Do we need to worry about copyright infringement if we post the APHAB or Hearing Handicap Inventory on our website? We would like to be able to have patients fill this out prior to their scheduled appointment. If so, how do we obtain permission to do this?
You do not need permission to post the APHAB on your website for use by your patients as long as you follow certain procedures. The APHAB is under copyright which means that no one but the authors can legally copy, distribute or adapt the questionnaire without permission. We make the questionnaire freely available on the website of the Hearing Aid Research Laboratory (www.memphis.edu/ausp/harl/). This means that we have given you permission to download it and use it. However, you cannot change it, sell it, or claim to have created it. I suggest that you download the "form A- new format" version to post to your website because it has a few additional instructions that would help patients complete the questionnaire correctly before their appointment.
Dr. Robyn Cox is the founder and Director of the Hearing Aid Research Laboratory at the University of Memphis (www.memphis.edu/ausp/harl/). With colleagues, she has created several questionnaires and other applications that are intended for use in the process of hearing aid provision for adults as well as in research endeavors.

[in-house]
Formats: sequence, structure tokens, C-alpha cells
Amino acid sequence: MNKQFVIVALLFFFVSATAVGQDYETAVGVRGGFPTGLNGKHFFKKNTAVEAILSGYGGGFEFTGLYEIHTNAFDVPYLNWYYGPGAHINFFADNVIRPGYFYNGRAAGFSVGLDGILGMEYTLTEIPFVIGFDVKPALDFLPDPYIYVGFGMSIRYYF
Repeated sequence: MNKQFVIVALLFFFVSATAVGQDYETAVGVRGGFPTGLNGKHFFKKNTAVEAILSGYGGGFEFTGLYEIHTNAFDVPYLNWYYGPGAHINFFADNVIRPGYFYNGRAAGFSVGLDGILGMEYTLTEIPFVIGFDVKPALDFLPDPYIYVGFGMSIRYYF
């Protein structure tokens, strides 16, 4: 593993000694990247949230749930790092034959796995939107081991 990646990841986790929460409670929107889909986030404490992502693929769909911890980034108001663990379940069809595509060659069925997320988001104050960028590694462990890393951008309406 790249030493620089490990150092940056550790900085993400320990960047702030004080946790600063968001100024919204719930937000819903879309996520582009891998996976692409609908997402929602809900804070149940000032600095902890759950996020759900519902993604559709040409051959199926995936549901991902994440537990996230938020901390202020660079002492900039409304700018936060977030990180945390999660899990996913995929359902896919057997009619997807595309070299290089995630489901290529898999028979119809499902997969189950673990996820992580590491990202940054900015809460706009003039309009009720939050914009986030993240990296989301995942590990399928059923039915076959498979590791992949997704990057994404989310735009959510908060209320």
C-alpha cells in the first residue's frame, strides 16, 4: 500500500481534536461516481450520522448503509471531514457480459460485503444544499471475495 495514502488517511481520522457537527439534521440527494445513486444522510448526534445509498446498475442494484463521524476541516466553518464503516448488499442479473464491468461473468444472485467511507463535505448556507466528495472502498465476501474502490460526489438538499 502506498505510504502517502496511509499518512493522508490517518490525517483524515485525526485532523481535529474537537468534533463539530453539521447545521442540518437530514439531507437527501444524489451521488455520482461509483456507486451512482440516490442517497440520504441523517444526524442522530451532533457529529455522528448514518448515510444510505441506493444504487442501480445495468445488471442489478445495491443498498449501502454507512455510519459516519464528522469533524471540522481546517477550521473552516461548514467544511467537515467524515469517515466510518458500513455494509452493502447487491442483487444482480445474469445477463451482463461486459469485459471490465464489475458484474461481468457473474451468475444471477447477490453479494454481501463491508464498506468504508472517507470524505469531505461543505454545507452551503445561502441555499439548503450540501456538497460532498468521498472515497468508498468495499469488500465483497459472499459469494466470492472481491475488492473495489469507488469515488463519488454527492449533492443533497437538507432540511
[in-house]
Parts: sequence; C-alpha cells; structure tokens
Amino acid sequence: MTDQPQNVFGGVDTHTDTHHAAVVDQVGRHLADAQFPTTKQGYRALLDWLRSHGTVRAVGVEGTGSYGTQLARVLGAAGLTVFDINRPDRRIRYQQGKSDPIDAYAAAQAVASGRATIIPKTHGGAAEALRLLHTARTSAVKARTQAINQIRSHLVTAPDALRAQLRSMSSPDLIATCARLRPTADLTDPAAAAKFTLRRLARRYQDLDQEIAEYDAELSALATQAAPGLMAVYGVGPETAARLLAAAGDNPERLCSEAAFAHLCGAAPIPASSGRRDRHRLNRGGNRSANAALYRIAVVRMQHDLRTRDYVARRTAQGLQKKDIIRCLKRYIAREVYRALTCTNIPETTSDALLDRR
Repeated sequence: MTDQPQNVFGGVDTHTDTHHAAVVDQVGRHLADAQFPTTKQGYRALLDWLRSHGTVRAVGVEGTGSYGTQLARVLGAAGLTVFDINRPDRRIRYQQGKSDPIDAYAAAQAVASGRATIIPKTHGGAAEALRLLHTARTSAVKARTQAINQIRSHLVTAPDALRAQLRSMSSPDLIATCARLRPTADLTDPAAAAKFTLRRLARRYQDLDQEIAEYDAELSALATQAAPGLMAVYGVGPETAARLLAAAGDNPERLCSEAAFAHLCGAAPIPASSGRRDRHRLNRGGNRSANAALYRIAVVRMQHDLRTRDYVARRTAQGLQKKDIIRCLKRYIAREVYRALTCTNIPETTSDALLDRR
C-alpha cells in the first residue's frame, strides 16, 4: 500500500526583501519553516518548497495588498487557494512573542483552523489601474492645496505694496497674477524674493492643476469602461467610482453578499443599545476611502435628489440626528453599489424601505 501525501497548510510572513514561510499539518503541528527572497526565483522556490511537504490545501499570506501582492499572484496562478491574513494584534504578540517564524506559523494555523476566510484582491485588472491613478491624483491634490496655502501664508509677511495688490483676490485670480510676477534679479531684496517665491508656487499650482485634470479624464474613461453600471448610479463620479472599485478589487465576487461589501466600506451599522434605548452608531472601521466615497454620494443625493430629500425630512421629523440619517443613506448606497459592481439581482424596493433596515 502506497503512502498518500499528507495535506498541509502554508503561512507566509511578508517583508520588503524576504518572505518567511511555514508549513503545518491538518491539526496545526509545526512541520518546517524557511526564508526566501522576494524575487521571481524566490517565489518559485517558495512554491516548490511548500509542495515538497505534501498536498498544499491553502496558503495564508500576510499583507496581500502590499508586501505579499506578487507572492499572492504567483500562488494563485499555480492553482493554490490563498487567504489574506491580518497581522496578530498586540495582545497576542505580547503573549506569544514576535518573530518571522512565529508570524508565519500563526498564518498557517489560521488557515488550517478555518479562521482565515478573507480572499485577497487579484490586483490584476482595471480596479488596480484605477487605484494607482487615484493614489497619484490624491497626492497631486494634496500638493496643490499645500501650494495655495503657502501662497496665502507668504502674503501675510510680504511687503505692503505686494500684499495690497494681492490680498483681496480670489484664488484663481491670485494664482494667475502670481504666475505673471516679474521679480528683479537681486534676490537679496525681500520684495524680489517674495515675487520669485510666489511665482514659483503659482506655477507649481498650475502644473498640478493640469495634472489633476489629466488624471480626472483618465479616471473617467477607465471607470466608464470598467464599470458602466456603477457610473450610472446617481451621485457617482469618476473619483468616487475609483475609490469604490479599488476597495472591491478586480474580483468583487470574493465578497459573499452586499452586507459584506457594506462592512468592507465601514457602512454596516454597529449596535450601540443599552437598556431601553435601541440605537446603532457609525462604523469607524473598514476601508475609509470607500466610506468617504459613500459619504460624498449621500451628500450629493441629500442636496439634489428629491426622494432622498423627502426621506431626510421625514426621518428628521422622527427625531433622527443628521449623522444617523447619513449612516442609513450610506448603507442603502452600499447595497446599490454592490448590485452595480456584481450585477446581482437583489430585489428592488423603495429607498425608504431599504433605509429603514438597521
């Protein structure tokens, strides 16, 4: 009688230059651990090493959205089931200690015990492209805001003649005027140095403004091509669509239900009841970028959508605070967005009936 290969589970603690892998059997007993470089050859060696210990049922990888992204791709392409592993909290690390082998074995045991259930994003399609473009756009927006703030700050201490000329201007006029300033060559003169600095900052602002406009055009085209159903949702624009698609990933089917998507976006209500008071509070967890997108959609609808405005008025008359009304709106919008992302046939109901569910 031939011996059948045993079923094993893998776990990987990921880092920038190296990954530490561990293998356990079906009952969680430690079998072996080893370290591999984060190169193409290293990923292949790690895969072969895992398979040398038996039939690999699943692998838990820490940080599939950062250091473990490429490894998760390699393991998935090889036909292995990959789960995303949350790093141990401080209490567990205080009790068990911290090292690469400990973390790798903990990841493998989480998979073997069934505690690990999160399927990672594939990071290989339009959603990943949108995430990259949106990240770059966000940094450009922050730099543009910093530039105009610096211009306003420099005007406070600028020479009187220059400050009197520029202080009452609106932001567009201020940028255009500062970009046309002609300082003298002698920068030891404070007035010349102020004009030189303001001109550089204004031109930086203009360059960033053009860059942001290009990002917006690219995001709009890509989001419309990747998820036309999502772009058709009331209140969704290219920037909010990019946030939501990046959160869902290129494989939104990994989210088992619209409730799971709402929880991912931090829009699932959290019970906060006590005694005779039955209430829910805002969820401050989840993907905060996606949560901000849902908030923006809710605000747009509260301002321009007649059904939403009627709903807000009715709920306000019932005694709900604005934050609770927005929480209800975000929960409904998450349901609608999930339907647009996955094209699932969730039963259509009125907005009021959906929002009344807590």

As far as the HHIE/HHIA, I do not believe there is any copyright infringement for use of the HHIE/HHIA. I have seen it on many websites and in many publications. The only thing that I would request is that the article/s from which the HHIE or HHIA questions are taken would be referenced (below). I think that would be sufficient.
Reference for HHIE:
Ventry, I. & Weinstein, B. (1982). The Hearing Handicap Inventory for the Elderly: A new tool. Ear and Hearing, 3, 128-134.
Reference for HHIA:
Newman, C. W., Weinstein, B. E., Jacobson, G. P., & Hug, G. A. (1990). The Hearing Handicap Inventory for Adults: psychometric adequacy and audiometric correlates. Ear and Hearing, 11, 430-433.
Craig Newman, Ph.D. is Section Head of Audiology and Professor in the Department of Surgery at the Cleveland Clinic. He has presented and published in the areas of hearing, dizziness, and tinnitus outcome measurement amplification, balance function assessment, and evoked potentials. He currently serves as Associate Editor (Rehabilitation) for the JAAA and was awarded the Jerger Career Award for Research in Audiology in 2004. He previously served on the Board of Directors for AAA.